In Memory of One Black Male Educator

Hello. My name is Emmett L. Gill, Jr., and I am an assistant professor at the Rutgers University School of Social Work. I might be what you consider a non-traditional academic – I study the intersection between sports and society, I am relatively young (below 40 in dog years), and I am a black male. I hope this mix of variables will make for some interesting blogging as I attempt to stimulate your intellectual juices with a few appetizers on academics and athletics in higher education.

However, before I delve into academics and athletics please bear with me while I share with you my memories of a black male educator – Emmett L. Gill, Sr. –my Dad! Senior was in the field of education for 36 years – rising from the ranks of a middle school English teacher to assistant principal of one of the largest, most challenging city high schools in North Carolina. In other words, my father was getting his Joe Clark on well before Lean on Me hit the big screen. Labeled as a gentle giant my father was 6’4”, 300-plus, but his students and colleagues viewed him as gentle because of his soft voice and uncanny ability to bring peace to almost any situation.

One of my fathers’ “people tools” was his desire to teach young men and women how to use sport to obtain an education. My father accepted a basketball scholarship to Winston Salem Teachers College to play basketball for the legendary Clarence “Big House” Gaines – while also lettering in football and golf. As a teacher and administrator he used his experiences to motivate at-risk males to obtain their high school education and for marginal student-athletes to use their athletic prowess to obtain a functional degree. I did not understand it when I was younger, but my father had a vested interest, I mean a passion, for influencing students’ lives. I cannot make a trip home without one of his former students stopping me and expressing to me how my father influenced their life. It’s funny how social learning and modeling works because I am driven by a similar purpose.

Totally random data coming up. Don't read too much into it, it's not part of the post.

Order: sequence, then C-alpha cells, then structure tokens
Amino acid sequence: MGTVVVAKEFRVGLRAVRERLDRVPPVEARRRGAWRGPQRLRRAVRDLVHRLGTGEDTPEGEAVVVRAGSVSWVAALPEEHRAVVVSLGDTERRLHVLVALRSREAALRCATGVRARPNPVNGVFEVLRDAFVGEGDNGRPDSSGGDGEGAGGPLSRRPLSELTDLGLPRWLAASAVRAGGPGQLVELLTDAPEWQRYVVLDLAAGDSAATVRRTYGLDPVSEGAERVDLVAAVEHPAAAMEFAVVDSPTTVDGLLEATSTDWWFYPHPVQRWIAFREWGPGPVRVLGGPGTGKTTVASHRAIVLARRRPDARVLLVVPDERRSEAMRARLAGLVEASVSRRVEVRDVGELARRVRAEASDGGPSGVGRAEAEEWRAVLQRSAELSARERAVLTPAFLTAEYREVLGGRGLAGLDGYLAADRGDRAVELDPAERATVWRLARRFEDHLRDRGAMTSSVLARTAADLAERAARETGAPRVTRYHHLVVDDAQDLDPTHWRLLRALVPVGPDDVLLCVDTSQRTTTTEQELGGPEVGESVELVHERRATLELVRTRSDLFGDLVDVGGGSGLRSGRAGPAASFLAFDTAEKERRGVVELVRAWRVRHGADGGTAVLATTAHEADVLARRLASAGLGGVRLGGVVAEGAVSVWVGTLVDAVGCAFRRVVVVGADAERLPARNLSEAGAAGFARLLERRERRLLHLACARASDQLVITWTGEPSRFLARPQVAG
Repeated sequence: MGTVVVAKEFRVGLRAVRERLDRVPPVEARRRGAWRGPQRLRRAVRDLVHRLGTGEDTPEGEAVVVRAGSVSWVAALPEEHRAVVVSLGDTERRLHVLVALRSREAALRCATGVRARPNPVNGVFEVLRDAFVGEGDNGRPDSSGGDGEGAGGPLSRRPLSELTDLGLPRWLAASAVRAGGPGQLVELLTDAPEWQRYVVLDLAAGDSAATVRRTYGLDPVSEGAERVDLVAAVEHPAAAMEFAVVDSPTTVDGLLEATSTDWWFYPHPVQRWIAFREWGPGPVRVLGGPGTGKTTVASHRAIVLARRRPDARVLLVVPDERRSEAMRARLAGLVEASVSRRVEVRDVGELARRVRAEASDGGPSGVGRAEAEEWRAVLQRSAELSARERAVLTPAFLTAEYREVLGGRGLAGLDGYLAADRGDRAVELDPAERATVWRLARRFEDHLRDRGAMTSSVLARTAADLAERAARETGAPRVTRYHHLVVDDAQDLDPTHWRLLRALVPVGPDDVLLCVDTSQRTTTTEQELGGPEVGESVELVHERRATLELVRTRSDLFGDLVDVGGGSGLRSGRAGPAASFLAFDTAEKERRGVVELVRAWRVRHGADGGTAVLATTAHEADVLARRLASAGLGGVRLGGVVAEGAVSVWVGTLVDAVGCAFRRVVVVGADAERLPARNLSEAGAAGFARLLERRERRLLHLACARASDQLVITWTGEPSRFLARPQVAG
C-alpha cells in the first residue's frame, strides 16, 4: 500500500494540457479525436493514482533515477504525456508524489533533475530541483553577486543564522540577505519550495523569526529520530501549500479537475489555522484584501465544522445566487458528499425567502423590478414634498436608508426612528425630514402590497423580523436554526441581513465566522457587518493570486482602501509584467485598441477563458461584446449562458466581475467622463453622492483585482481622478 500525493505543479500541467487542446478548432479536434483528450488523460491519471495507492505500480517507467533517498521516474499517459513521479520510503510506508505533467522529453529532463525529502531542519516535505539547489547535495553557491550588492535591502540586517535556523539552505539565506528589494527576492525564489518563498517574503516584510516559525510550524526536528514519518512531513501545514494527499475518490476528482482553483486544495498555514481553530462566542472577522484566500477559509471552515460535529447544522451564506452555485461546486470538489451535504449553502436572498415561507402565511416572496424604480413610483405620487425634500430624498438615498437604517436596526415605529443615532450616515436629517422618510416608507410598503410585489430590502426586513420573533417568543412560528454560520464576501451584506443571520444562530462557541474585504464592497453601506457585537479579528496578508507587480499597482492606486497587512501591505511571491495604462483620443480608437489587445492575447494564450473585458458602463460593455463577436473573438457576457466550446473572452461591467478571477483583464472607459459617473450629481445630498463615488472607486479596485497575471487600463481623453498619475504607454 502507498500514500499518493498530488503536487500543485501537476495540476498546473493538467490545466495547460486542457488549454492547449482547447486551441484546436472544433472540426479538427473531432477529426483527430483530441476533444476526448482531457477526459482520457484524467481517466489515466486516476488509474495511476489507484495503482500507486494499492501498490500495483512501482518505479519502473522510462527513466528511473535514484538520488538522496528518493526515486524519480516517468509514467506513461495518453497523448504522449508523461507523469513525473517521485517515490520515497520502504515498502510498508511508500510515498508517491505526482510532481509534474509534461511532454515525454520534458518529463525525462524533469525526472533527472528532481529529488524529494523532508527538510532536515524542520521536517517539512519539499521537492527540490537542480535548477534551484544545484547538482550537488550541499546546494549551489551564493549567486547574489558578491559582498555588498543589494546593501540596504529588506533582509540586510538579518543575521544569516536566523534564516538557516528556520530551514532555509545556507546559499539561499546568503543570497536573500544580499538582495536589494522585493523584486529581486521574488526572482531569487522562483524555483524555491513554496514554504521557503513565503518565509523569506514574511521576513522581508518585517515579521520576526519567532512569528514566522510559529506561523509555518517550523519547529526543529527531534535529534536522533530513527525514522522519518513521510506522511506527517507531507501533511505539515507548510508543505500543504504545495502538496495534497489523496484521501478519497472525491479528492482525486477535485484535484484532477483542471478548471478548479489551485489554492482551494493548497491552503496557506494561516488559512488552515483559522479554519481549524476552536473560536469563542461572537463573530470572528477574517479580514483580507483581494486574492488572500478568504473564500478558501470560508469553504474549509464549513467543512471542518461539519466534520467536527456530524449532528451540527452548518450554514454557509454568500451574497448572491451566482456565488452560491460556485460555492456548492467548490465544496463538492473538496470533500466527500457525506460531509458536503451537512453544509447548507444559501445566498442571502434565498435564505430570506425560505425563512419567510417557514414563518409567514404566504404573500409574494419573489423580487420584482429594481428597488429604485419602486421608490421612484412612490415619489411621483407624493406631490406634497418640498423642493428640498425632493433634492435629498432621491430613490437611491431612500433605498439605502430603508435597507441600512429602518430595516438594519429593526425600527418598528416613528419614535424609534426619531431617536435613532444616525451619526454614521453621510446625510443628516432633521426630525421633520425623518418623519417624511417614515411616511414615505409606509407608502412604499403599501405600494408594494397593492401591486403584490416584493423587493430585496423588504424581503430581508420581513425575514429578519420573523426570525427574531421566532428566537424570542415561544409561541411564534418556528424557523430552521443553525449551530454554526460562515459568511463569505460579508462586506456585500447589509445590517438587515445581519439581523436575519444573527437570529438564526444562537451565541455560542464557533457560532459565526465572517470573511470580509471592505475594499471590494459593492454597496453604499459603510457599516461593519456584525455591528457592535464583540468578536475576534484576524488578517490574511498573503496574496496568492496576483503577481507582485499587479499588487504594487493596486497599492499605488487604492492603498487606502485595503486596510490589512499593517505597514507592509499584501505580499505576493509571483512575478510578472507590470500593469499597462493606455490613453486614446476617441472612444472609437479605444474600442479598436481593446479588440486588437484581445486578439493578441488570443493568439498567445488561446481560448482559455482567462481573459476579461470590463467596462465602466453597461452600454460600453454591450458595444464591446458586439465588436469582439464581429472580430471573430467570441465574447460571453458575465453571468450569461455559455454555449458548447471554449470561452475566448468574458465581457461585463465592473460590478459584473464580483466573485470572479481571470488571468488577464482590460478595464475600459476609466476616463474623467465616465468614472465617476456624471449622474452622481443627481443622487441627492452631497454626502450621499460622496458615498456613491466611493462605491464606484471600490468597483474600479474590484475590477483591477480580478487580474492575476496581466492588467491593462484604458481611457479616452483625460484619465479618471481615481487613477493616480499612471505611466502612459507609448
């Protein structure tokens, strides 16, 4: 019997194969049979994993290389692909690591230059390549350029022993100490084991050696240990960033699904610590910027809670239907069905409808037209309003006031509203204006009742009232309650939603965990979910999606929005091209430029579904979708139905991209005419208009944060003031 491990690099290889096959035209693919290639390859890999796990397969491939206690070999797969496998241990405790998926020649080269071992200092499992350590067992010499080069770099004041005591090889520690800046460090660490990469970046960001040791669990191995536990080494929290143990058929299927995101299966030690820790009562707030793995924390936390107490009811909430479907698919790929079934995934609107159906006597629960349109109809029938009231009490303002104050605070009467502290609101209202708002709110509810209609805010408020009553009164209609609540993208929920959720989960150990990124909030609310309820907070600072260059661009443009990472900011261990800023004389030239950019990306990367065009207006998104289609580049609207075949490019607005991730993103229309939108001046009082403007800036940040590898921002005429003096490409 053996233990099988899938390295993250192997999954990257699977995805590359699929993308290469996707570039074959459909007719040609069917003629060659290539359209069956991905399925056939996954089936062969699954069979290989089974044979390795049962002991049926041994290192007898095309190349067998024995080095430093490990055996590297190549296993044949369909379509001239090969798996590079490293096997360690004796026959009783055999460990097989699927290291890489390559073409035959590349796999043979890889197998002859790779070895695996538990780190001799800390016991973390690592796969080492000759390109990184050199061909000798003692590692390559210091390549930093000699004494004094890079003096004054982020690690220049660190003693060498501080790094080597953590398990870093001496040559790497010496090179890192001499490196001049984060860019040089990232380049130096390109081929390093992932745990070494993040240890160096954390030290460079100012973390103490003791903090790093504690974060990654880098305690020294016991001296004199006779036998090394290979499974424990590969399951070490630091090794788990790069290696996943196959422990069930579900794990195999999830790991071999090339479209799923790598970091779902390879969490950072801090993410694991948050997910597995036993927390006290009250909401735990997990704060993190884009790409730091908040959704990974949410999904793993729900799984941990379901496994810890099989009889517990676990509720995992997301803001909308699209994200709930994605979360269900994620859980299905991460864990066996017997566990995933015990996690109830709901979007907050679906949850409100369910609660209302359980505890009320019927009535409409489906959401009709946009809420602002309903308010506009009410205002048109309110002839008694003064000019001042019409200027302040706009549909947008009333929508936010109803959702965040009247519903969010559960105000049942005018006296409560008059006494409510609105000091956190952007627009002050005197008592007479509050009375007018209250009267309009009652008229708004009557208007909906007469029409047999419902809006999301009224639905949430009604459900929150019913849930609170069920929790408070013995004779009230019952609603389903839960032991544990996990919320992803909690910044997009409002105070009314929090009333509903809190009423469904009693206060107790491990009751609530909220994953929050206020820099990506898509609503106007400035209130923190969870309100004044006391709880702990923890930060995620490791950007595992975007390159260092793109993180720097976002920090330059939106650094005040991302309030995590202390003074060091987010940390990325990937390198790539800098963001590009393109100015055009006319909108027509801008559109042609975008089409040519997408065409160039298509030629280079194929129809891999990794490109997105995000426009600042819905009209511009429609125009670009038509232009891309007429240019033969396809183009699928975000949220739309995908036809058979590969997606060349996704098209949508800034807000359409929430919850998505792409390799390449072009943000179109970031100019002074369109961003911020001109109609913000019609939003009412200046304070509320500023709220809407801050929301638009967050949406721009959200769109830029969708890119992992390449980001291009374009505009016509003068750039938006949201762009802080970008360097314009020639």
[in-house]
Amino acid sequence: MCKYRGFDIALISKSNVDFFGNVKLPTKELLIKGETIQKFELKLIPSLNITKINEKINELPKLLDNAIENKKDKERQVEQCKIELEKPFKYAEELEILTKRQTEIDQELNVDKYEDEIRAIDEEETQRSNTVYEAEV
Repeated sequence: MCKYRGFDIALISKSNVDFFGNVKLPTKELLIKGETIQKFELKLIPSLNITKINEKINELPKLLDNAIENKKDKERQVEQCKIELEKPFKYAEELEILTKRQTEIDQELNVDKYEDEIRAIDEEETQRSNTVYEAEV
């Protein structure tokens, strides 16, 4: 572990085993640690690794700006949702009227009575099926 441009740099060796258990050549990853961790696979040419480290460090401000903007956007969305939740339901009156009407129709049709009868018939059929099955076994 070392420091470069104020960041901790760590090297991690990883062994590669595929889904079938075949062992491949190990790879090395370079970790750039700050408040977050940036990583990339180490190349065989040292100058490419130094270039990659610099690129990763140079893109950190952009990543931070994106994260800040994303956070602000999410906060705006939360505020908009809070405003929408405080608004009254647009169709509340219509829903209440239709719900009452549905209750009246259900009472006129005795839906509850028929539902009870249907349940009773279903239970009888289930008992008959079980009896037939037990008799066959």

On Tuesday, April 29, 2008, at the age of 69 my father was called home by his lord and savior. I will miss him dearly as will my mother, sister, and the scores of students he schooled. My father raised an educator and scores of teachers, librarians, mental health workers, accountants, contractors, bankers and yes professional athletes – I hope that I can influence my students the way Mr. Gill influenced his “Gillites”.

While I have shed many tears I must get back to work in memory of one of the greatest black male educators we will ever see – my Dad – Senior – Mr. G!

Dr. Gill is an assistant professor in the School of Social Work at Rutgers University.

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One response to “In Memory of One Black Male Educator

  1. William J. Earl, Esq.

    I didn’t know Mr. G at Winston-Salem when I grew up there, but he was obviously the type of role model we need more of.

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